The opinion of the court was delivered by: Hicks, J.
The petitioner, Tracy M. Walbridge, appeals an order of the Superior Court (O'Neill, J.) denying her petition to establish her homestead right exempt from the mortgage held by the respondents, the Estate of Raymond A. Beaudoin, Jr. and its co-administrators, Steven P. Beaudoin and Raymond A. Beaudoin, III. We affirm.
The superior court found the following facts. The petitioner owns property located at 15 Walbridge Court in Rochester. The petitioner and her
then husband, Steven Walbridge (Walbridge), purchased this property in 2003, when it was undeveloped land. Over the next approximately two years, the petitioner and Walbridge built a home on the property. While they were building the home, they lived at 74 Charles Street in Rochester.
On December 16, 2004, the petitioner and Walbridge executed a mortgage on the Charles Street property, and the petitioner released her homestead rights to that property. On April 28, 2005, allegedly unbeknownst to the petitioner, Walbridge executed a mortgage deed and a promissory note on the Walbridge Court property in favor of the decedent, Raymond A. Beaudoin, Jr. The deed lists Walbridge's address as the Charles Street property and states that the Walbridge Court property is not part of the homestead of the mortgagor. When the mortgage deed and promissory note were conveyed, the home on Walbridge Court was not completed and was not yet occupied. The petitioner and Walbridge did not move into the Walbridge Court home until June 4, 2005.
The petitioner and Walbridge divorced in 2009. Pursuant to their divorce decree, the petitioner was awarded all right, title, and interest in the Walbridge Court property. The property is subject to a real estate mortgage foreclosure sale by the respondent that was originally scheduled for June 17, 2010, although it has been stayed.
In May 2010, the petitioner filed a petition to establish that her homestead right to the Walbridge Court property was exempt from the respondents' mortgage. Following a hearing, the trial court ruled that because the petitioner did not actually occupy the Walbridge Court property when the mortgage and promissory deed were conveyed, her homestead right was not exempt from the respondents' mortgage. See RSA 480:4, :5-a (2001). This appeal followed.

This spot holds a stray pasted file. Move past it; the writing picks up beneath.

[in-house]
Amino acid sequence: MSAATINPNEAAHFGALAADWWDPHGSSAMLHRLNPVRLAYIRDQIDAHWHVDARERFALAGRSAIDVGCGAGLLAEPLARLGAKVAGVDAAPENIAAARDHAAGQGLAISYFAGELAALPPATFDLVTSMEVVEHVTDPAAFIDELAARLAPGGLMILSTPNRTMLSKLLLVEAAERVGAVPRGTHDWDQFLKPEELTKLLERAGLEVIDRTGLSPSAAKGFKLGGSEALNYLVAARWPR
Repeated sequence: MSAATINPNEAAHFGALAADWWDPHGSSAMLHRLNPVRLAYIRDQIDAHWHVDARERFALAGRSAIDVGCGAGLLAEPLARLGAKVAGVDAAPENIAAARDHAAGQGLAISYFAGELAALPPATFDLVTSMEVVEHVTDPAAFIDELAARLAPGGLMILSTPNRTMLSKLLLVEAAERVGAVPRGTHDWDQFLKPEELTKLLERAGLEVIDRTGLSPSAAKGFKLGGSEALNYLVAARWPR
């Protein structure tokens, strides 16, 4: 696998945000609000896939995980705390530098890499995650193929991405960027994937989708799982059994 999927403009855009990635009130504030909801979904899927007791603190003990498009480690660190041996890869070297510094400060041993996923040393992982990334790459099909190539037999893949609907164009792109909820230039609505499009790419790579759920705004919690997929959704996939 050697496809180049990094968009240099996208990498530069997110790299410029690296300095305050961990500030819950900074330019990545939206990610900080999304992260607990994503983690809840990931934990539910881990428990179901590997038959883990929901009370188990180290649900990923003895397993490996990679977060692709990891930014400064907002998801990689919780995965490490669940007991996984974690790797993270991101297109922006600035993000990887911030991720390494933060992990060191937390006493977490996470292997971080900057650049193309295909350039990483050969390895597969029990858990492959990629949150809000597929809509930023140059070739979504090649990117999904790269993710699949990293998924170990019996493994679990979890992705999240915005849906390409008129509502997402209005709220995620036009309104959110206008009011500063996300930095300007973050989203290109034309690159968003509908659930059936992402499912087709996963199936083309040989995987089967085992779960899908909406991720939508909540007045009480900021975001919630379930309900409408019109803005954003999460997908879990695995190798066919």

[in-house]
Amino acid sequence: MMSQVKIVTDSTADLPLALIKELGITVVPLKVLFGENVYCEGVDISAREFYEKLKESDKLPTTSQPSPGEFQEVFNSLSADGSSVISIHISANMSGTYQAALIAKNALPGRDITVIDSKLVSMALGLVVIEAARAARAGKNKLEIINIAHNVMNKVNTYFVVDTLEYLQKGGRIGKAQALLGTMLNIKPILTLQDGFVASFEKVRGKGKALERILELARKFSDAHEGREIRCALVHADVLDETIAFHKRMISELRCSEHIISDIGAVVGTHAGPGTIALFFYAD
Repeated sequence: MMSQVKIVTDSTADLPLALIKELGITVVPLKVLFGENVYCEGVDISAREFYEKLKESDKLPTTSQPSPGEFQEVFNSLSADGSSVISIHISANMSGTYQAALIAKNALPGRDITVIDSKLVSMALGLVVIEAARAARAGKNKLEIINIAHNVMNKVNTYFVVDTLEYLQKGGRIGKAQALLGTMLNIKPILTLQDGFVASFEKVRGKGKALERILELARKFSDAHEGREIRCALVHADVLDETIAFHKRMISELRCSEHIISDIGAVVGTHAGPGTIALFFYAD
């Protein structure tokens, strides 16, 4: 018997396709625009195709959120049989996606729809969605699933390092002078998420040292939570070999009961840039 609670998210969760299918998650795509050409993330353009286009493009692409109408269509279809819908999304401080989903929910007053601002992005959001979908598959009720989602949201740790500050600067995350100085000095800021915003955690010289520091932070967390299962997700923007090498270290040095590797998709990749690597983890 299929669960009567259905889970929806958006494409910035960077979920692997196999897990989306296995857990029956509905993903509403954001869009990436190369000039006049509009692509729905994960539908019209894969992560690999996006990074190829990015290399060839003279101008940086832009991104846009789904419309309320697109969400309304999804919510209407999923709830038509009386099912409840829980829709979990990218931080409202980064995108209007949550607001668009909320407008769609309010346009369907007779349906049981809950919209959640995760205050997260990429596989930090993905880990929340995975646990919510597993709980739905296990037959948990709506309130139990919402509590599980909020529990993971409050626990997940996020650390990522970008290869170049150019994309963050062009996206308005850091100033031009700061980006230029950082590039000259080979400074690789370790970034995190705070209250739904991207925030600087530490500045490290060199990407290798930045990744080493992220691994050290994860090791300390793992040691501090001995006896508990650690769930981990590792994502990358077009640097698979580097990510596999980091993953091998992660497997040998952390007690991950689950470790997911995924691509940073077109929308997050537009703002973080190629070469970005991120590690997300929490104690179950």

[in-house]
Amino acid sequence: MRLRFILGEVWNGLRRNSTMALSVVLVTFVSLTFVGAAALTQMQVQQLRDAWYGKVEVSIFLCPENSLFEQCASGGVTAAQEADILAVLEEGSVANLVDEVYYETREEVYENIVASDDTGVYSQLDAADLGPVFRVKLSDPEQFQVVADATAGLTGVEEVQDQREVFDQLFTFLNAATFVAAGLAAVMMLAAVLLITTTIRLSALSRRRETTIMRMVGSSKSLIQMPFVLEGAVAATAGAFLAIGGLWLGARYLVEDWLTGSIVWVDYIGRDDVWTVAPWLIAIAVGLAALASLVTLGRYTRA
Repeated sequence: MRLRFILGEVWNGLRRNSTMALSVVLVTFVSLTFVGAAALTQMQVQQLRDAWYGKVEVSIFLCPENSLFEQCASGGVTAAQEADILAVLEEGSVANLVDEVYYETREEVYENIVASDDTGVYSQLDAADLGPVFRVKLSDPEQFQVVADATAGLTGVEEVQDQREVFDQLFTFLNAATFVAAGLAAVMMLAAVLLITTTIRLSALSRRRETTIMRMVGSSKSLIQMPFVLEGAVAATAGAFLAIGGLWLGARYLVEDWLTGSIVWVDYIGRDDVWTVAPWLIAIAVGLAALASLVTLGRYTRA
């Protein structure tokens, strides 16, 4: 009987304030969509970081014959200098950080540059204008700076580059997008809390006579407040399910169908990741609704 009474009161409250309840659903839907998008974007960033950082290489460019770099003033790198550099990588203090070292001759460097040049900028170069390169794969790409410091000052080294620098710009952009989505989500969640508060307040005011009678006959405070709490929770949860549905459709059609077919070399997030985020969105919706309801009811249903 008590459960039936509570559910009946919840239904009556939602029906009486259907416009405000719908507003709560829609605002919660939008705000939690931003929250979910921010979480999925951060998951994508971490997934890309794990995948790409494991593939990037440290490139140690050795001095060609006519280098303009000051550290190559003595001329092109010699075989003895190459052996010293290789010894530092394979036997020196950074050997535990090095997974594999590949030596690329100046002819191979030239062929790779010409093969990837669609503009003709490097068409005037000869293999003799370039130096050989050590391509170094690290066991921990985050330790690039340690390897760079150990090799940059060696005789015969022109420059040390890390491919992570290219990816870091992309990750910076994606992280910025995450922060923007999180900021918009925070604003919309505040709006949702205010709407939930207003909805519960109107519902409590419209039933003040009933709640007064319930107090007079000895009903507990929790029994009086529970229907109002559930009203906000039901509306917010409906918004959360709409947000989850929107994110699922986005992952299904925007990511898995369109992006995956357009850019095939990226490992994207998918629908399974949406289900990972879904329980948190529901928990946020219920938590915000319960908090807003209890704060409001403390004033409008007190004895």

On appeal, the petitioner first argues that the trial court erred as a matter of law when it found that her homestead right in the Walbridge Court property was not established until she actually, physically occupied it. She contends that her "obvious intention of present and immediate occupancy of the home . . . followed by [her] actual occupancy within a reasonable time, was equivalent to actual occupancy." We disagree.
Under RSA 480:1 (Supp. 2011), "[e]very person is entitled to $100,000
worth of his or her homestead, or of his or her interest therein, as a
homestead." "The purpose of the homestead exemption is to secure to
debtors and their families, the shelter of the homestead roof; not to
exempt mere investments in real estate, or the rents and profits
derived therefrom." Stewart v. Bader, 154 N.H. 75, 88 (2006)
(quotation omitted). "Occupancy is essential to the existence of the
homestead right." Id. (quotation and brackets omitted);
see Currier v. Woodward, 62 N.H. 63, 65 (1882). "Such occupancy must
be actual and physical in nature." Bader, 154 N.H. at 88. "The mere
intention to occupy the premises as a home at some future time,
without actual residency or occupancy, is insufficient to establish a
Because "occupancy must be actual and physical in nature" to give rise to a homestead right, we conclude, as a matter of law, that the trial court did not err when it found that the petitioner's homestead right did not accrue until she actually and physically occupied the Walbridge Court property. Id. Her intent to occupy the property in the future was insufficient to establish her homestead right in the property. See id.
The petitioner next asserts that her homestead right in the Walbridge Court property is exempt from the respondents' mortgage because the mortgage deed did not comply with RSA 480:5-a. Generally, the homestead right is exempt from attachment or encumbrance. Id. However, it is not exempt from "the enforcement of mortgages which are made a charge thereon according to law." RSA 480:4. In Chase v. Ameriquest Mortgage Co., 155 N.H. 19, 22-23 (2007), we held that for a mortgage to be a "charge" on the homestead right "according to law," it must satisfy the requirements of RSA 480:5-a. RSA 480:5-a provides that "[n]o deed shall convey or encumber the homestead right, except a mortgage made at the time of purchase to secure payment of the purchase money, unless it is executed by the owner and wife or husband, if any, with the formalities required for the conveyance of land." In Chase, the plaintiff and her husband bought their home in 1996. Chase, 155
N.H. at 20. Several years later, the husband forged the plaintiff's name on a mortgage instrument. Id. We held that this mortgage instrument did not encumber the plaintiff's homestead right in the property, in part, because it did not comply with RSA 480:5-a. Id at 22-23.
Here, by contrast, the mortgage deed was executed before the petitioner acquired her homestead right in the property. We hold that under these circumstances, RSA 480:5-a does not apply to the mortgage deed. Because the petitioner did not have a homestead right in the Walbridge Court property until after the mortgage to the respondents was conveyed, the mortgage deed did not have to comply with RSA ...